Iranian lawmakers ascended the podium in Tehran’s parliament and lit an American flag on fire, shouting “Death to America!” on Wednesday in response to an official announcement by U.S. President Donald Trump that America would be withdrawing from its nuclear deal with Iran.
The spontaneous demonstration included multiple yelling parliamentarians, who also burned a piece of paper representing the nuclear deal.
Parliament speaker Ali Larijani said, “With a national consensus, we will give the United States and Zionists a response that they will regret, according Iran’s Mehr news agency. Reuters reported that Larijani stated, “Trump does not have the mental capacity to deal with issues.”
Thousands of Iranians also took to the streets in protest of America’s decision, holding pre-printed placards opposing in America in Farsi, English and Arabic. While the posters read in English, “Down with U.S.A” and “Down with Israel,” the translations of the Farsi and Arabic read, “Death to America” and “Death to Israel.”
The 2015 Iran nuclear deal imposed limited restrictions on Iran’s nuclear program in exchange for a lifting of international sanctions by the United States and many other countries, including the European Union.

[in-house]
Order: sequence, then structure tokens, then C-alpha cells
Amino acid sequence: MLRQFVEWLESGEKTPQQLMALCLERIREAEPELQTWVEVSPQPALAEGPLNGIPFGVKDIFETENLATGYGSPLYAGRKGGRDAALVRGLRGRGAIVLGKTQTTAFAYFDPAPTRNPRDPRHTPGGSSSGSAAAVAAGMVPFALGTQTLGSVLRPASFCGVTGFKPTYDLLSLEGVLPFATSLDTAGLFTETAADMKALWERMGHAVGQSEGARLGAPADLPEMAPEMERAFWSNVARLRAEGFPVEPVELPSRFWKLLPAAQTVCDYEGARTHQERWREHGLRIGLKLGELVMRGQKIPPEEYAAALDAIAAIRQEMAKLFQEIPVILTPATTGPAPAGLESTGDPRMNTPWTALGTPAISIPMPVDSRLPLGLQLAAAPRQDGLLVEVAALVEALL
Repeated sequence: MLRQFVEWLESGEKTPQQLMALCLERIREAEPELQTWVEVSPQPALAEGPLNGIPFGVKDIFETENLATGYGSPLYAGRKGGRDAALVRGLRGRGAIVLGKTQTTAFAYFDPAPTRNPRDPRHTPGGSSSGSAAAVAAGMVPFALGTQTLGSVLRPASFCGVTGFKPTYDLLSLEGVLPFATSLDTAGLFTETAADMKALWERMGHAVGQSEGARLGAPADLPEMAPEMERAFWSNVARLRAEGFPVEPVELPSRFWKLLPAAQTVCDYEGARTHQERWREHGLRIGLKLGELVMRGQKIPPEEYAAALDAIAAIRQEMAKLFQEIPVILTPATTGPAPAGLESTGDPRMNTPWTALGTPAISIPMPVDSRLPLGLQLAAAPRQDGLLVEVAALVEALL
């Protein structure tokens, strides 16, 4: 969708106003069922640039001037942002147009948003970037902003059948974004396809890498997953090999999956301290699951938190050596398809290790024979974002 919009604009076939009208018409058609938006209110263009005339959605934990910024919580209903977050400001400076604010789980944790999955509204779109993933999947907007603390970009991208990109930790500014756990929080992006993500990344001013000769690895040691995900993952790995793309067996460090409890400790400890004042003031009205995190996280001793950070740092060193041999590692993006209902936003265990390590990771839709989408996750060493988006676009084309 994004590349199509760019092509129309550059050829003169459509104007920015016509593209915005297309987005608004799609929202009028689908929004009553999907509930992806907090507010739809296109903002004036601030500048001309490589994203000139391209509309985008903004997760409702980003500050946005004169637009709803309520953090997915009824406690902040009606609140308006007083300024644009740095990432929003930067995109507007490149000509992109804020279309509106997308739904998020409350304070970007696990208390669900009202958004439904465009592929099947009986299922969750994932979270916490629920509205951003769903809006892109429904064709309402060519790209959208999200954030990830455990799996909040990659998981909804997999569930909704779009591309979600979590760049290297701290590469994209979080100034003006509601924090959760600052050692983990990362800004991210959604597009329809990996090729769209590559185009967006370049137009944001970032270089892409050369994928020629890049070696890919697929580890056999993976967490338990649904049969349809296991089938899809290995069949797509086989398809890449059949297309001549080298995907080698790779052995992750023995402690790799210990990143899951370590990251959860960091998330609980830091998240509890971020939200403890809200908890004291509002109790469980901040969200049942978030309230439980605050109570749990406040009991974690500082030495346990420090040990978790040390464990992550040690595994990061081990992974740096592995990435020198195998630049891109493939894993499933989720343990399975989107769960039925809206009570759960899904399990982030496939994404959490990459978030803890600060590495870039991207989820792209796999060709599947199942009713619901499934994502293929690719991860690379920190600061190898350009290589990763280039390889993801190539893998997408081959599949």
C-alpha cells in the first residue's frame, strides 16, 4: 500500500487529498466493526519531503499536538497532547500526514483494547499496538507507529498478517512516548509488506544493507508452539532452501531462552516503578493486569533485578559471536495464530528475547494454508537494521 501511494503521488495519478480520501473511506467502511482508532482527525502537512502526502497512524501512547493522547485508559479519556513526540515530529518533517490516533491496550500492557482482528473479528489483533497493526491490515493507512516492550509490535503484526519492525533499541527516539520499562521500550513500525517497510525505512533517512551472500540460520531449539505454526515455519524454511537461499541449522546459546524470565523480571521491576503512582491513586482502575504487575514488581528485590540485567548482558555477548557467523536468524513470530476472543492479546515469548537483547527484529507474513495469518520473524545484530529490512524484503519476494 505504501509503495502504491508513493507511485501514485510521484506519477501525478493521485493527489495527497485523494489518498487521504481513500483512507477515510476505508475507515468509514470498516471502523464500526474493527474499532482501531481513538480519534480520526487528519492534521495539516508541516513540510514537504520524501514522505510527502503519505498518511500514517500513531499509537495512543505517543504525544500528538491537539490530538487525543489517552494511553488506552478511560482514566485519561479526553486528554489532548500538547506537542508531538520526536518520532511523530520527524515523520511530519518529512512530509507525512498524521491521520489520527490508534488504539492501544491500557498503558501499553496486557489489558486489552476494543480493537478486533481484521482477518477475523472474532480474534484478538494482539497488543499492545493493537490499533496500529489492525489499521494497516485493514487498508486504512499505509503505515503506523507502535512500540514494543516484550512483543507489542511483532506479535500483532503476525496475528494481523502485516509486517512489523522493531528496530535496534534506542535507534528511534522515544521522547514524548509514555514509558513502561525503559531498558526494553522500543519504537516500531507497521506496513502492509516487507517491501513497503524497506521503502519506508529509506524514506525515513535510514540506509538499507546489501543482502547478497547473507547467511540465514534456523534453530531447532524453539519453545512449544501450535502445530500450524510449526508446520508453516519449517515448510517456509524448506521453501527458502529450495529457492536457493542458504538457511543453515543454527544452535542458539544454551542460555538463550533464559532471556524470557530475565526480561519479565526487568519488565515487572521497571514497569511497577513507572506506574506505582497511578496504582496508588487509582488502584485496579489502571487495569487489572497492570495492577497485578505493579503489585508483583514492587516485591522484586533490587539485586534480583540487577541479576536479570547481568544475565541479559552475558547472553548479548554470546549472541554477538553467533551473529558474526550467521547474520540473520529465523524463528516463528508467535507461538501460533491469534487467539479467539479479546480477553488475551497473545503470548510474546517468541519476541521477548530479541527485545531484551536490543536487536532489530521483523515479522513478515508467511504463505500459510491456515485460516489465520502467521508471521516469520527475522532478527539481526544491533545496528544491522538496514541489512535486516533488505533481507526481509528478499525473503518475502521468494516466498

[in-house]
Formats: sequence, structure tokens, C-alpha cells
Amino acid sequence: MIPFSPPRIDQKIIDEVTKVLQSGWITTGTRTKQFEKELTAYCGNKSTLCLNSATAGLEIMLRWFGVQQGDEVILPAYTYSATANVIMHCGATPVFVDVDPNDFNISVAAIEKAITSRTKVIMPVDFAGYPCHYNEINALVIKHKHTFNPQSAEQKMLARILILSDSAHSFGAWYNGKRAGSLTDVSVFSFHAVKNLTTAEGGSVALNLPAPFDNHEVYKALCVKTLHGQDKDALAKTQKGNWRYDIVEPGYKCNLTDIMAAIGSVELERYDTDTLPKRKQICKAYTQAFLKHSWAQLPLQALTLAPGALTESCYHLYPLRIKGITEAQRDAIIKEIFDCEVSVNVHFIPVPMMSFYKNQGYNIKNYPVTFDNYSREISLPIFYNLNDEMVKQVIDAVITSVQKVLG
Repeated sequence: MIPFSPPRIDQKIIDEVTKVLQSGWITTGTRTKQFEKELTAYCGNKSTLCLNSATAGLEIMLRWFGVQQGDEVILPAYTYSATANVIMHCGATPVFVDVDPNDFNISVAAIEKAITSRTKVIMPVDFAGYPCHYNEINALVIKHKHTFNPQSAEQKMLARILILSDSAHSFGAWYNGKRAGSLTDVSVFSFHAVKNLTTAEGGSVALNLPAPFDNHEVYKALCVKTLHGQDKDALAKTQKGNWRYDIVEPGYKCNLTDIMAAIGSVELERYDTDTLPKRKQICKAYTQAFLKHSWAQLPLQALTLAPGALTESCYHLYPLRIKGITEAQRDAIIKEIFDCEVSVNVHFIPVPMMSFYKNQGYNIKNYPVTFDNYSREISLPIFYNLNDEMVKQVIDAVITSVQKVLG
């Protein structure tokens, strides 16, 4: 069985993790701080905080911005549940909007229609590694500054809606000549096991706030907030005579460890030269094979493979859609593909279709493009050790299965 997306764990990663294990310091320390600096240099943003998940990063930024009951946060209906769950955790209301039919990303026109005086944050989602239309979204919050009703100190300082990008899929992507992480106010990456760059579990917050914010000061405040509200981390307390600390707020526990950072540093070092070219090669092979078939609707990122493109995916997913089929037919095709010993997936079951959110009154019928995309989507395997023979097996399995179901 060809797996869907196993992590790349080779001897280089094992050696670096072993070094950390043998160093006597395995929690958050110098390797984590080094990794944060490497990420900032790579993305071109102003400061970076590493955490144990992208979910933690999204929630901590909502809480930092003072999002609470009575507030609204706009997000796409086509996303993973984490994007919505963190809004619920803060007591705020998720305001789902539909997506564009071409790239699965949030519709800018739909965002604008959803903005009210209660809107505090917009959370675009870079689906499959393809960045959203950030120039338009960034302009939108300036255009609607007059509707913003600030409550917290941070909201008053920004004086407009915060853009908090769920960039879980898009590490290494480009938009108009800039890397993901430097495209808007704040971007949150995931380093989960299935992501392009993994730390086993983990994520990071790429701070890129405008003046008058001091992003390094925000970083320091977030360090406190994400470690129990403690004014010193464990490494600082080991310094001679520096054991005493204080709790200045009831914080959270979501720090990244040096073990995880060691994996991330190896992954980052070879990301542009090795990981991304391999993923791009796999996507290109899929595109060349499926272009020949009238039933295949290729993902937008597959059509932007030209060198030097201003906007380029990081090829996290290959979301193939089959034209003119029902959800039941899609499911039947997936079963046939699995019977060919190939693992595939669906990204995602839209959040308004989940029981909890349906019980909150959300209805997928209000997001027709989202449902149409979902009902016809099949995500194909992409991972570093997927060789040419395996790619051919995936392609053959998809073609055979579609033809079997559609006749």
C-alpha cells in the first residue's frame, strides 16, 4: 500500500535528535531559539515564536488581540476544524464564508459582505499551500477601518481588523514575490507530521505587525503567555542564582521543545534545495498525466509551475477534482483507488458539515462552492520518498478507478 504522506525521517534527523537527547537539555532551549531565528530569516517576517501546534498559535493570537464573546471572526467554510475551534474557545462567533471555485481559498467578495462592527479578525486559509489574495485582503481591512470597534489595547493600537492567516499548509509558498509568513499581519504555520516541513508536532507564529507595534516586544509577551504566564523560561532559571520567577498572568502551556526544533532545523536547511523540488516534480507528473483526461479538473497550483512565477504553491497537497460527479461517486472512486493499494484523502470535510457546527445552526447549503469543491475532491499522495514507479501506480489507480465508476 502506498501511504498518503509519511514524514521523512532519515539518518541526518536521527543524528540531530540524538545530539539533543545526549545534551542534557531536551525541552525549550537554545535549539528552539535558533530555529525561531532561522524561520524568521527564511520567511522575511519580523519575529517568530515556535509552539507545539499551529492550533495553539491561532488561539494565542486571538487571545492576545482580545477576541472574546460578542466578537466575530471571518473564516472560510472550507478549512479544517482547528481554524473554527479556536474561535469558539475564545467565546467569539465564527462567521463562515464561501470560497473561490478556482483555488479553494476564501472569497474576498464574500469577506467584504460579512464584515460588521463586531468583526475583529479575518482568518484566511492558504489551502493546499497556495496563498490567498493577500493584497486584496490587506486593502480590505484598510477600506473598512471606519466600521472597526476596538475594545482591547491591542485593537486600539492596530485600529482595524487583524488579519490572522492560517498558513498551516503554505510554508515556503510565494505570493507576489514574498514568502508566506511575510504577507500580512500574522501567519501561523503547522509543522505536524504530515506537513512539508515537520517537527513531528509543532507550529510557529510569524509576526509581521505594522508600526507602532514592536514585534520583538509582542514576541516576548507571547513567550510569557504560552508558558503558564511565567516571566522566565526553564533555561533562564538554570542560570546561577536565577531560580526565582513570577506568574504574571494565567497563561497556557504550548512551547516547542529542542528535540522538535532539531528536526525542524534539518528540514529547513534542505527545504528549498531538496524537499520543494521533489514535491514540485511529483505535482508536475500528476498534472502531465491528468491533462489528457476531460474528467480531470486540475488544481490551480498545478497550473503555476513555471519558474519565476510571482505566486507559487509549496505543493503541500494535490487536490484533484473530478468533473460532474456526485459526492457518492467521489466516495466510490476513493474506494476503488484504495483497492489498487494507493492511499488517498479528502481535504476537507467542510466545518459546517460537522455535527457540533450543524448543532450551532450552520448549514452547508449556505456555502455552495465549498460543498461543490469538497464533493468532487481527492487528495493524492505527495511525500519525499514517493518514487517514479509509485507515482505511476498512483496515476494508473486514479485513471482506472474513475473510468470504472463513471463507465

Just over a week before Trump’s announcement, Israeli Prime Minister Benjamin Netanyahu made a televised, English-language presentation displaying evidence stolen by the Mossad from Iranian secret Revolutionary Guard storehouses, showing that Iran had lied about the intentions and progress of its nuclear program and weaponization capabilities.
Iran’s President Hassan Rouhani has called on Russia, China, Britain, France and Germany to provide assurances that Iran would continue to receive the economic relief promised to it under the deal, or else it too may back out.
Trump has called on Britain, France, and Germany to develop a new agreement restricting Iran’s ballistic missile program, providing increased to military sites for U.N. nuclear inspectors, and removing expiration dates on uranium and plutonium enrichment restrictions.